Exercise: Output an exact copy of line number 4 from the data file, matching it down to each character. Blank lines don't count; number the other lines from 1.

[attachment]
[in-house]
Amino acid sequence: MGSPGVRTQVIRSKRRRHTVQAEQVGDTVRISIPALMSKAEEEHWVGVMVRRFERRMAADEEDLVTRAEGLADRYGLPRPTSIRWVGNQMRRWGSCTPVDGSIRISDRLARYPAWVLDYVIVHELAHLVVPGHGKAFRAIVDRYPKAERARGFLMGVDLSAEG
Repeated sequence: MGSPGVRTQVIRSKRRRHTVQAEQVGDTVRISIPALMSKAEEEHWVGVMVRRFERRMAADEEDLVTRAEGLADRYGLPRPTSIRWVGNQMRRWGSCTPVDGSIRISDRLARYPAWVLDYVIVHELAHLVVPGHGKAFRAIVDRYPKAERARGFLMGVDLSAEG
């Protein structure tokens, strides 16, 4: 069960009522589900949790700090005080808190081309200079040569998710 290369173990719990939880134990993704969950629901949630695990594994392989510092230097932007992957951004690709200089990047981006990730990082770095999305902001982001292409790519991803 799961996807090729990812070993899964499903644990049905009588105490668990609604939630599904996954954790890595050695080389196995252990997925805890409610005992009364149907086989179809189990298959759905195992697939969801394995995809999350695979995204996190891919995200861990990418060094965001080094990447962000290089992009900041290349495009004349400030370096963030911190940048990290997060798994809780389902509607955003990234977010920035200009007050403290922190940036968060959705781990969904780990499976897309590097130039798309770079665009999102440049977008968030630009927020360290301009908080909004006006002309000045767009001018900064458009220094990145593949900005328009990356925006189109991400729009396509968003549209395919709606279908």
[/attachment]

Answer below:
């Protein structure tokens, strides 16, 4: 069960009522589900949790700090005080808190081309200079040569998710 290369173990719990939880134990993704969950629901949630695990594994392989510092230097932007992957951004690709200089990047981006990730990082770095999305902001982001292409790519991803 799961996807090729990812070993899964499903644990049905009588105490668990609604939630599904996954954790890595050695080389196995252990997925805890409610005992009364149907086989179809189990298959759905195992697939969801394995995809999350695979995204996190891919995200861990990418060094965001080094990447962000290089992009900041290349495009004349400030370096963030911190940048990290997060798994809780389902509607955003990234977010920035200009007050403290922190940036968060959705781990969904780990499976897309590097130039798309770079665009999102440049977008968030630009927020360290301009908080909004006006002309000045767009001018900064458009220094990145593949900005328009990356925006189109991400729009396509968003549209395919709606279908």